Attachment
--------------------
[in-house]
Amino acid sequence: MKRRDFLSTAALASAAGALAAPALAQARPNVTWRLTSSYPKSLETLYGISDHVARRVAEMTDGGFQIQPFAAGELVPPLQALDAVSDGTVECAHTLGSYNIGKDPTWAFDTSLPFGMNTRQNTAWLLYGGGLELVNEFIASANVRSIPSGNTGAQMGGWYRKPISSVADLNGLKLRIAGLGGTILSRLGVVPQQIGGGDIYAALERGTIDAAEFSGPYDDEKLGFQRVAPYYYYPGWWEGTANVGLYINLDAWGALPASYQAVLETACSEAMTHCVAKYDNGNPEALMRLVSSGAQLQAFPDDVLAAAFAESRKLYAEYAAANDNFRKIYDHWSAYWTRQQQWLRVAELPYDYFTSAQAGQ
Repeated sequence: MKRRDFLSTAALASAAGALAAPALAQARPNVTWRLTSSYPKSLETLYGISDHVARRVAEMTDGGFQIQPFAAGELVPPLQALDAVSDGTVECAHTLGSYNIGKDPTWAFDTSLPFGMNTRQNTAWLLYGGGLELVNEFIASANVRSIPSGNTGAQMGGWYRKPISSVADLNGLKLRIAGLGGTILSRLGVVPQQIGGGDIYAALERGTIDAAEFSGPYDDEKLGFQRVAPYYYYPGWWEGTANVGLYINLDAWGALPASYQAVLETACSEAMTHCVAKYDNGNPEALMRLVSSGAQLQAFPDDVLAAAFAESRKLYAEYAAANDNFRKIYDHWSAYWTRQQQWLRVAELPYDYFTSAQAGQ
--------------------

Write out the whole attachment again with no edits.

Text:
[in-house]
Amino acid sequence: MKRRDFLSTAALASAAGALAAPALAQARPNVTWRLTSSYPKSLETLYGISDHVARRVAEMTDGGFQIQPFAAGELVPPLQALDAVSDGTVECAHTLGSYNIGKDPTWAFDTSLPFGMNTRQNTAWLLYGGGLELVNEFIASANVRSIPSGNTGAQMGGWYRKPISSVADLNGLKLRIAGLGGTILSRLGVVPQQIGGGDIYAALERGTIDAAEFSGPYDDEKLGFQRVAPYYYYPGWWEGTANVGLYINLDAWGALPASYQAVLETACSEAMTHCVAKYDNGNPEALMRLVSSGAQLQAFPDDVLAAAFAESRKLYAEYAAANDNFRKIYDHWSAYWTRQQQWLRVAELPYDYFTSAQAGQ
Repeated sequence: MKRRDFLSTAALASAAGALAAPALAQARPNVTWRLTSSYPKSLETLYGISDHVARRVAEMTDGGFQIQPFAAGELVPPLQALDAVSDGTVECAHTLGSYNIGKDPTWAFDTSLPFGMNTRQNTAWLLYGGGLELVNEFIASANVRSIPSGNTGAQMGGWYRKPISSVADLNGLKLRIAGLGGTILSRLGVVPQQIGGGDIYAALERGTIDAAEFSGPYDDEKLGFQRVAPYYYYPGWWEGTANVGLYINLDAWGALPASYQAVLETACSEAMTHCVAKYDNGNPEALMRLVSSGAQLQAFPDDVLAAAFAESRKLYAEYAAANDNFRKIYDHWSAYWTRQQQWLRVAELPYDYFTSAQAGQ